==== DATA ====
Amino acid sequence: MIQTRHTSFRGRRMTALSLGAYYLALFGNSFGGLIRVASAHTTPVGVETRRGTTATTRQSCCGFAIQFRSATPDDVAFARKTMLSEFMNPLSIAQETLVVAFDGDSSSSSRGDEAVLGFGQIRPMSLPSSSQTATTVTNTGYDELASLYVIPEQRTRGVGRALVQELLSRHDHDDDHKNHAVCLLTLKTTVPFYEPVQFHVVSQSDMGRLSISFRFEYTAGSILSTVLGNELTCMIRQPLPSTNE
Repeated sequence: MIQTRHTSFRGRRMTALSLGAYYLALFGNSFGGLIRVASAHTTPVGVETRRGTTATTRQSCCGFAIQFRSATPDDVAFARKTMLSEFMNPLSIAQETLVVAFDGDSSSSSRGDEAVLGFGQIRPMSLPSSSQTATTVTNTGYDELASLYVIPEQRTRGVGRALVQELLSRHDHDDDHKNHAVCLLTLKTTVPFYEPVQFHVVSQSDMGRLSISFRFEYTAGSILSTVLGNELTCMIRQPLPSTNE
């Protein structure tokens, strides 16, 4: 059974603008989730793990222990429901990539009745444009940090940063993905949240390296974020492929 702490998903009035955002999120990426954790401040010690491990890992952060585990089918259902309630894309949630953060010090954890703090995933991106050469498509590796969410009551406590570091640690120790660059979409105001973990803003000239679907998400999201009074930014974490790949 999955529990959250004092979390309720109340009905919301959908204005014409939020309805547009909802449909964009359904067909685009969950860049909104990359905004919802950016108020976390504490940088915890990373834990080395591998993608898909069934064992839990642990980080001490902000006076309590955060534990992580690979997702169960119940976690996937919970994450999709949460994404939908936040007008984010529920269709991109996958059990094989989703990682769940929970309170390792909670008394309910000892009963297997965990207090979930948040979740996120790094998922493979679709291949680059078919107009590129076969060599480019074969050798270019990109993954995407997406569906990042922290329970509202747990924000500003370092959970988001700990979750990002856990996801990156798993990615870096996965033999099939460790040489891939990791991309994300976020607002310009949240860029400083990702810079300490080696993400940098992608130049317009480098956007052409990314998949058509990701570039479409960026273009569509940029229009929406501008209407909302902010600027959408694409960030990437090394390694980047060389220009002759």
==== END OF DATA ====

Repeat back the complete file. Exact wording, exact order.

Amino acid sequence: MIQTRHTSFRGRRMTALSLGAYYLALFGNSFGGLIRVASAHTTPVGVETRRGTTATTRQSCCGFAIQFRSATPDDVAFARKTMLSEFMNPLSIAQETLVVAFDGDSSSSSRGDEAVLGFGQIRPMSLPSSSQTATTVTNTGYDELASLYVIPEQRTRGVGRALVQELLSRHDHDDDHKNHAVCLLTLKTTVPFYEPVQFHVVSQSDMGRLSISFRFEYTAGSILSTVLGNELTCMIRQPLPSTNE
Repeated sequence: MIQTRHTSFRGRRMTALSLGAYYLALFGNSFGGLIRVASAHTTPVGVETRRGTTATTRQSCCGFAIQFRSATPDDVAFARKTMLSEFMNPLSIAQETLVVAFDGDSSSSSRGDEAVLGFGQIRPMSLPSSSQTATTVTNTGYDELASLYVIPEQRTRGVGRALVQELLSRHDHDDDHKNHAVCLLTLKTTVPFYEPVQFHVVSQSDMGRLSISFRFEYTAGSILSTVLGNELTCMIRQPLPSTNE
């Protein structure tokens, strides 16, 4: 059974603008989730793990222990429901990539009745444009940090940063993905949240390296974020492929 702490998903009035955002999120990426954790401040010690491990890992952060585990089918259902309630894309949630953060010090954890703090995933991106050469498509590796969410009551406590570091640690120790660059979409105001973990803003000239679907998400999201009074930014974490790949 999955529990959250004092979390309720109340009905919301959908204005014409939020309805547009909802449909964009359904067909685009969950860049909104990359905004919802950016108020976390504490940088915890990373834990080395591998993608898909069934064992839990642990980080001490902000006076309590955060534990992580690979997702169960119940976690996937919970994450999709949460994404939908936040007008984010529920269709991109996958059990094989989703990682769940929970309170390792909670008394309910000892009963297997965990207090979930948040979740996120790094998922493979679709291949680059078919107009590129076969060599480019074969050798270019990109993954995407997406569906990042922290329970509202747990924000500003370092959970988001700990979750990002856990996801990156798993990615870096996965033999099939460790040489891939990791991309994300976020607002310009949240860029400083990702810079300490080696993400940098992608130049317009480098956007052409990314998949058509990701570039479409960026273009569509940029229009929406501008209407909302902010600027959408694409960030990437090394390694980047060389220009002759």